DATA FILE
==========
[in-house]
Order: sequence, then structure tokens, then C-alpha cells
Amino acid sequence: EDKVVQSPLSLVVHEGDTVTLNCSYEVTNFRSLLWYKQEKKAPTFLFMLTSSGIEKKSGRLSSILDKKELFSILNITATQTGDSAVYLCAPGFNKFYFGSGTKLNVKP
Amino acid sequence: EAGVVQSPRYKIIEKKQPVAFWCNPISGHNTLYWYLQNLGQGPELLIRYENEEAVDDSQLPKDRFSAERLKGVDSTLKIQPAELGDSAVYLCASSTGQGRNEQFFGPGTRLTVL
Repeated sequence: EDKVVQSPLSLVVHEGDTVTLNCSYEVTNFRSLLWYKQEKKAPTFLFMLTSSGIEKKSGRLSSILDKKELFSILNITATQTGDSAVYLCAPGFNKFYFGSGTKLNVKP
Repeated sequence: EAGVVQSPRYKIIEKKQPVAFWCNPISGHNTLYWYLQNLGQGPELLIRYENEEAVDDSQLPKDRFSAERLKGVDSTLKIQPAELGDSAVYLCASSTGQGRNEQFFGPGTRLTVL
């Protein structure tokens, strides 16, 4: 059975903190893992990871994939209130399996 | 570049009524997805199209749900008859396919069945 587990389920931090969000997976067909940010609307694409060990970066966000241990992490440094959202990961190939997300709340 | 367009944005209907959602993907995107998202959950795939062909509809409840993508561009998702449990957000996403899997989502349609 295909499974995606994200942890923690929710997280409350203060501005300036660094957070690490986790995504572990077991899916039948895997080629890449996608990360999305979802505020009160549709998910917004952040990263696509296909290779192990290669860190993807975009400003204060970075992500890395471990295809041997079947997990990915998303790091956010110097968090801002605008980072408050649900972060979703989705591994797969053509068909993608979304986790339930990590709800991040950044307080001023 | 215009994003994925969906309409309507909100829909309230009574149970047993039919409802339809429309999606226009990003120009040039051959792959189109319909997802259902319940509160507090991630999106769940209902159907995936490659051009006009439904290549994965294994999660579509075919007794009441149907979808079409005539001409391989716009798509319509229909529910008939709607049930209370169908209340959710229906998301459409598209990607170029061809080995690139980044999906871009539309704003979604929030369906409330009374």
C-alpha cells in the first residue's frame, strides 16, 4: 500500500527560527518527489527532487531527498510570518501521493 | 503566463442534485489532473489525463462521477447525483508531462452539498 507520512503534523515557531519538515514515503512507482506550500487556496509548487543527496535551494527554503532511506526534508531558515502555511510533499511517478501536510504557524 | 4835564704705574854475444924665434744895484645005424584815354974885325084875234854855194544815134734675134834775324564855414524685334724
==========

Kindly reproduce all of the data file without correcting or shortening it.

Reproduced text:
[in-house]
Order: sequence, then structure tokens, then C-alpha cells
Amino acid sequence: EDKVVQSPLSLVVHEGDTVTLNCSYEVTNFRSLLWYKQEKKAPTFLFMLTSSGIEKKSGRLSSILDKKELFSILNITATQTGDSAVYLCAPGFNKFYFGSGTKLNVKP
Amino acid sequence: EAGVVQSPRYKIIEKKQPVAFWCNPISGHNTLYWYLQNLGQGPELLIRYENEEAVDDSQLPKDRFSAERLKGVDSTLKIQPAELGDSAVYLCASSTGQGRNEQFFGPGTRLTVL
Repeated sequence: EDKVVQSPLSLVVHEGDTVTLNCSYEVTNFRSLLWYKQEKKAPTFLFMLTSSGIEKKSGRLSSILDKKELFSILNITATQTGDSAVYLCAPGFNKFYFGSGTKLNVKP
Repeated sequence: EAGVVQSPRYKIIEKKQPVAFWCNPISGHNTLYWYLQNLGQGPELLIRYENEEAVDDSQLPKDRFSAERLKGVDSTLKIQPAELGDSAVYLCASSTGQGRNEQFFGPGTRLTVL
């Protein structure tokens, strides 16, 4: 059975903190893992990871994939209130399996 | 570049009524997805199209749900008859396919069945 587990389920931090969000997976067909940010609307694409060990970066966000241990992490440094959202990961190939997300709340 | 367009944005209907959602993907995107998202959950795939062909509809409840993508561009998702449990957000996403899997989502349609 295909499974995606994200942890923690929710997280409350203060501005300036660094957070690490986790995504572990077991899916039948895997080629890449996608990360999305979802505020009160549709998910917004952040990263696509296909290779192990290669860190993807975009400003204060970075992500890395471990295809041997079947997990990915998303790091956010110097968090801002605008980072408050649900972060979703989705591994797969053509068909993608979304986790339930990590709800991040950044307080001023 | 215009994003994925969906309409309507909100829909309230009574149970047993039919409802339809429309999606226009990003120009040039051959792959189109319909997802259902319940509160507090991630999106769940209902159907995936490659051009006009439904290549994965294994999660579509075919007794009441149907979808079409005539001409391989716009798509319509229909529910008939709607049930209370169908209340959710229906998301459409598209990607170029061809080995690139980044999906871009539309704003979604929030369906409330009374």
C-alpha cells in the first residue's frame, strides 16, 4: 500500500527560527518527489527532487531527498510570518501521493 | 503566463442534485489532473489525463462521477447525483508531462452539498 507520512503534523515557531519538515514515503512507482506550500487556496509548487543527496535551494527554503532511506526534508531558515502555511510533499511517478501536510504557524 | 4835564704705574854475444924665434744895484645005424584815354974885325084875234854855194544815134734675134834775324564855414524685334724